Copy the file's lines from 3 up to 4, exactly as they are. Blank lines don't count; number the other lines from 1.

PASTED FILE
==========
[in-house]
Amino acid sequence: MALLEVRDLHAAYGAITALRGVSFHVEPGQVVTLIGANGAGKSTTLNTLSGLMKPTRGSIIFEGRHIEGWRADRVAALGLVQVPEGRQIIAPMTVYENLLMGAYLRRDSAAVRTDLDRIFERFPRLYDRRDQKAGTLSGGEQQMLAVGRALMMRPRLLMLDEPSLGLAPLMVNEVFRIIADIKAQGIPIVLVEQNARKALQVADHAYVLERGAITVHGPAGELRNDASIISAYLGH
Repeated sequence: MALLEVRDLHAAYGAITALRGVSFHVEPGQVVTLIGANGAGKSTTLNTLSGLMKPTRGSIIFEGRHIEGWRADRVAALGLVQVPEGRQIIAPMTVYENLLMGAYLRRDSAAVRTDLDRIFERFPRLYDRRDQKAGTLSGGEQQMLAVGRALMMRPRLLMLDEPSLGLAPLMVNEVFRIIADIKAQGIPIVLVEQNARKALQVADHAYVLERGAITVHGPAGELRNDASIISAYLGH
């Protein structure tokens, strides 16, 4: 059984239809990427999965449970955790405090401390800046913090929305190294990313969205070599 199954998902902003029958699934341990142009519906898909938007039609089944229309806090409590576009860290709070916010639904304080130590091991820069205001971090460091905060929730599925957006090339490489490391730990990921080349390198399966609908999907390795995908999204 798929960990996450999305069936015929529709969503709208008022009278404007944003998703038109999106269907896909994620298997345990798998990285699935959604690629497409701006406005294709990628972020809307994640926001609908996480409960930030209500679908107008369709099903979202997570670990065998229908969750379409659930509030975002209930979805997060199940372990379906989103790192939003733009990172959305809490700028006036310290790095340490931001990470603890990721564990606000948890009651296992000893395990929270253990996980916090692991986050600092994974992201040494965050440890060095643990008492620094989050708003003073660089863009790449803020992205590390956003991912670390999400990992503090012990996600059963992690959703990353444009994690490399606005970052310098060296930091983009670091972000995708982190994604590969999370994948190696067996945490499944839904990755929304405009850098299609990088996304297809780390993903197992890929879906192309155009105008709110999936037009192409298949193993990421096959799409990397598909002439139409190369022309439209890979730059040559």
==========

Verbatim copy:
Repeated sequence: MALLEVRDLHAAYGAITALRGVSFHVEPGQVVTLIGANGAGKSTTLNTLSGLMKPTRGSIIFEGRHIEGWRADRVAALGLVQVPEGRQIIAPMTVYENLLMGAYLRRDSAAVRTDLDRIFERFPRLYDRRDQKAGTLSGGEQQMLAVGRALMMRPRLLMLDEPSLGLAPLMVNEVFRIIADIKAQGIPIVLVEQNARKALQVADHAYVLERGAITVHGPAGELRNDASIISAYLGH
């Protein structure tokens, strides 16, 4: 059984239809990427999965449970955790405090401390800046913090929305190294990313969205070599 199954998902902003029958699934341990142009519906898909938007039609089944229309806090409590576009860290709070916010639904304080130590091991820069205001971090460091905060929730599925957006090339490489490391730990990921080349390198399966609908999907390795995908999204 798929960990996450999305069936015929529709969503709208008022009278404007944003998703038109999106269907896909994620298997345990798998990285699935959604690629497409701006406005294709990628972020809307994640926001609908996480409960930030209500679908107008369709099903979202997570670990065998229908969750379409659930509030975002209930979805997060199940372990379906989103790192939003733009990172959305809490700028006036310290790095340490931001990470603890990721564990606000948890009651296992000893395990929270253990996980916090692991986050600092994974992201040494965050440890060095643990008492620094989050708003003073660089863009790449803020992205590390956003991912670390999400990992503090012990996600059963992690959703990353444009994690490399606005970052310098060296930091983009670091972000995708982190994604590969999370994948190696067996945490499944839904990755929304405009850098299609990088996304297809780390993903197992890929879906192309155009105008709110999936037009192409298949193993990421096959799409990397598909002439139409190369022309439209890979730059040559």